- Between 1963 and 2010, 59,265 Black children and teens were killed by guns—more than 17 times the recorded lynchings of Black people of all ages in the 86 years from 1882 to 1968.
Since 1963, three times more children and teens died from guns on American soil than U.S. soldiers killed in action in wars abroad.
- 166,500 children and teens died from guns on American soil between 1963 and 2010, while 52,183 U.S. soldiers were killed in action in the Vietnam, Afghanistan, and Iraq wars combined during that same period.
- On average 3,470 children and teens were killed by guns every year from 1963 to 2010, or 174 classrooms of 20 children every year.
Nearly three times more children and teens were injured by guns in 2010 than the number of U.S. soldiers wounded in action that year in the war in Afghanistan.
- An estimated 15,576 children and teens were injured by guns in 2010.
- 1 child or teen was injured every 34 minutes.
- 43 children and teens were injured every day.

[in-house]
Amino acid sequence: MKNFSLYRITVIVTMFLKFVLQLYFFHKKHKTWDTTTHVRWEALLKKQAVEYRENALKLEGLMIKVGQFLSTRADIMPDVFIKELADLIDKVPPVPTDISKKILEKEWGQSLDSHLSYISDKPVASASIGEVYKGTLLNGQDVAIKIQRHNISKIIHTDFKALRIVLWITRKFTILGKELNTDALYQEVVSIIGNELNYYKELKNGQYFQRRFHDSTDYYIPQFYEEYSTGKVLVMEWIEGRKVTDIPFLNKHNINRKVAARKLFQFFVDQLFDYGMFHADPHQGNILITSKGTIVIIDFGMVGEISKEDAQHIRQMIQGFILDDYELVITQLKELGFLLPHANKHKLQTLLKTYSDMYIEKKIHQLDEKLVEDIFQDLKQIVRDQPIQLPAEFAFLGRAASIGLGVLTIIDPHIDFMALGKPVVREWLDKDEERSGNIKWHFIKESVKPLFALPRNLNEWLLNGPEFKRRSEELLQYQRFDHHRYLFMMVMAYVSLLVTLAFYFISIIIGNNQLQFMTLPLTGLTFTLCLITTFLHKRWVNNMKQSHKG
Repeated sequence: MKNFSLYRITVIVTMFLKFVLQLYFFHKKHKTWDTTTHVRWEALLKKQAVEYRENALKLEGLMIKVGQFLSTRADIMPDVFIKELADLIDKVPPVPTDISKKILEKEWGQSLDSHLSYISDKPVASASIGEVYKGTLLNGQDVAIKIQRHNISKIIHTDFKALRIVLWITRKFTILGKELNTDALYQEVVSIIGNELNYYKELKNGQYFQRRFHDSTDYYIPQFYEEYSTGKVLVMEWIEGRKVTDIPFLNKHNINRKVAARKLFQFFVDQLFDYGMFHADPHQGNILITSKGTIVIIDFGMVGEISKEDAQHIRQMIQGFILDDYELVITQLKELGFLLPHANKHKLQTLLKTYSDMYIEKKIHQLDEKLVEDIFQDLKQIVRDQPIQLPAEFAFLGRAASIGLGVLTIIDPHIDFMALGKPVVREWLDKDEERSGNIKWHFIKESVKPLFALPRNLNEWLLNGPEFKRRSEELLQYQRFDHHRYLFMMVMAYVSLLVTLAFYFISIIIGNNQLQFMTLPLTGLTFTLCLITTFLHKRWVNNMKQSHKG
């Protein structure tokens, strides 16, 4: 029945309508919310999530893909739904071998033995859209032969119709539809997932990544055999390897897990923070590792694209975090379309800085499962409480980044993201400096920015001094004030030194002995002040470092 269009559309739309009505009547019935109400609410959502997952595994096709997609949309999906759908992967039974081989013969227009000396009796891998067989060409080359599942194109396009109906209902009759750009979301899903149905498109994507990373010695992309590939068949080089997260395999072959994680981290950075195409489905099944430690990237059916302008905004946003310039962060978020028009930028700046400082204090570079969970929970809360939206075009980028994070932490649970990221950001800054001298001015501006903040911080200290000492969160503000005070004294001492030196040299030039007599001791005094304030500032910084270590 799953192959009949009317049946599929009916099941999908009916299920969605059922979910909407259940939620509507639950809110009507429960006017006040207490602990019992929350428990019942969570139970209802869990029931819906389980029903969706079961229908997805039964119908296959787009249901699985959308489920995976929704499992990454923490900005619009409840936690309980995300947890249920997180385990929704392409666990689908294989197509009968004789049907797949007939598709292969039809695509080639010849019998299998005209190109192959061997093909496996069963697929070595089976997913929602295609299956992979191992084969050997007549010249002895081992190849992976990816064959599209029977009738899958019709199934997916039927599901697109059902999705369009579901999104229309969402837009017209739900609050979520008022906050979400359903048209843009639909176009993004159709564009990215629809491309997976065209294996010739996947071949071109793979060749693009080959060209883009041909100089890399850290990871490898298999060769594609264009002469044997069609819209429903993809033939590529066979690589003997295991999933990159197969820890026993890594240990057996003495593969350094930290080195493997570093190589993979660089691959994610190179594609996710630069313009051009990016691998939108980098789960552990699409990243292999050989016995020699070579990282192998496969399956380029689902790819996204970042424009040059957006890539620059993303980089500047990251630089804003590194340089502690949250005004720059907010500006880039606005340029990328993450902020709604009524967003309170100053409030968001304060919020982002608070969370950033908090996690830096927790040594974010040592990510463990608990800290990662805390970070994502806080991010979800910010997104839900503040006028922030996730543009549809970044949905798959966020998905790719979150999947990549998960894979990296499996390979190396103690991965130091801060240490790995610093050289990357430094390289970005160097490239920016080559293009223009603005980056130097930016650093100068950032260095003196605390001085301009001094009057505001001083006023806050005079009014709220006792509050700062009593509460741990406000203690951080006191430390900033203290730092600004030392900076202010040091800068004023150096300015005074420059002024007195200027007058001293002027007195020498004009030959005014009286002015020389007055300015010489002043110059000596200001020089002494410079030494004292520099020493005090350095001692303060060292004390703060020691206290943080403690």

- 300 children and teens were injured every week.
- 5,247 U.S. soldiers were injured in the war in Afghanistan in 2010.
Children and teens die from gun violence in all states.
- Every state lost children to gun violence between 2000 and 2010. The number of deaths varied from 15 in Hawaii to 4,668 in California.
- The deadliest state was Alaska with 8.7 gun deaths for every 100,000 children and teens each year, more than twice the nationwide rate of 3.6. Alaska was 21 times more deadly for children and teens than Hawaii, the safest state.
Guns kill more children under 5 than law enforcement officers in the line of duty.
- 82 children under 5 died from guns in 2010, compared to 55 law enforcement officers killed by guns in the line of duty.
Children are more likely to be exposed to violence than adults.
- The 2008 National Survey of Children’s Exposure to Violence found that nearly two-thirds of children and youth had been victims or witnesses of violence within the past year.